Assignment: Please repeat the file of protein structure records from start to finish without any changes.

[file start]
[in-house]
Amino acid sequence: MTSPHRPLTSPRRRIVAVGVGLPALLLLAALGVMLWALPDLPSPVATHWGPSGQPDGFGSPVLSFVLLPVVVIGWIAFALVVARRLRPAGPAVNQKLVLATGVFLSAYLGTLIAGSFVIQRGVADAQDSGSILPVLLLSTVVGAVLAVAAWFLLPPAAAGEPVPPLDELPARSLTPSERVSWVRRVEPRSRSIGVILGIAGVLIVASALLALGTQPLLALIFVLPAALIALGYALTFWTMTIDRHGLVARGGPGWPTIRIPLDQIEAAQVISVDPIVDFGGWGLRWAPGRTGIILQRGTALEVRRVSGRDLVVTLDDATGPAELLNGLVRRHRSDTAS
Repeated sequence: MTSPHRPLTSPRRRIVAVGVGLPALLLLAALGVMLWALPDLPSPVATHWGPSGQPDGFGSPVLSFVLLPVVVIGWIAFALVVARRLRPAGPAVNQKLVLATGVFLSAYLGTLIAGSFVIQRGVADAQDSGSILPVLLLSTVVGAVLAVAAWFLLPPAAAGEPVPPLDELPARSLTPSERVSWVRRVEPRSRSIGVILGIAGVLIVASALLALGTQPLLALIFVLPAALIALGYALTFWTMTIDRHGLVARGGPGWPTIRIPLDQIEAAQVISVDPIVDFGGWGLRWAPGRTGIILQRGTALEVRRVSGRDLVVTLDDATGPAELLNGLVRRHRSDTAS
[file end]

[in-house]
Amino acid sequence: MTSPHRPLTSPRRRIVAVGVGLPALLLLAALGVMLWALPDLPSPVATHWGPSGQPDGFGSPVLSFVLLPVVVIGWIAFALVVARRLRPAGPAVNQKLVLATGVFLSAYLGTLIAGSFVIQRGVADAQDSGSILPVLLLSTVVGAVLAVAAWFLLPPAAAGEPVPPLDELPARSLTPSERVSWVRRVEPRSRSIGVILGIAGVLIVASALLALGTQPLLALIFVLPAALIALGYALTFWTMTIDRHGLVARGGPGWPTIRIPLDQIEAAQVISVDPIVDFGGWGLRWAPGRTGIILQRGTALEVRRVSGRDLVVTLDDATGPAELLNGLVRRHRSDTAS
Repeated sequence: MTSPHRPLTSPRRRIVAVGVGLPALLLLAALGVMLWALPDLPSPVATHWGPSGQPDGFGSPVLSFVLLPVVVIGWIAFALVVARRLRPAGPAVNQKLVLATGVFLSAYLGTLIAGSFVIQRGVADAQDSGSILPVLLLSTVVGAVLAVAAWFLLPPAAAGEPVPPLDELPARSLTPSERVSWVRRVEPRSRSIGVILGIAGVLIVASALLALGTQPLLALIFVLPAALIALGYALTFWTMTIDRHGLVARGGPGWPTIRIPLDQIEAAQVISVDPIVDFGGWGLRWAPGRTGIILQRGTALEVRRVSGRDLVVTLDDATGPAELLNGLVRRHRSDTAS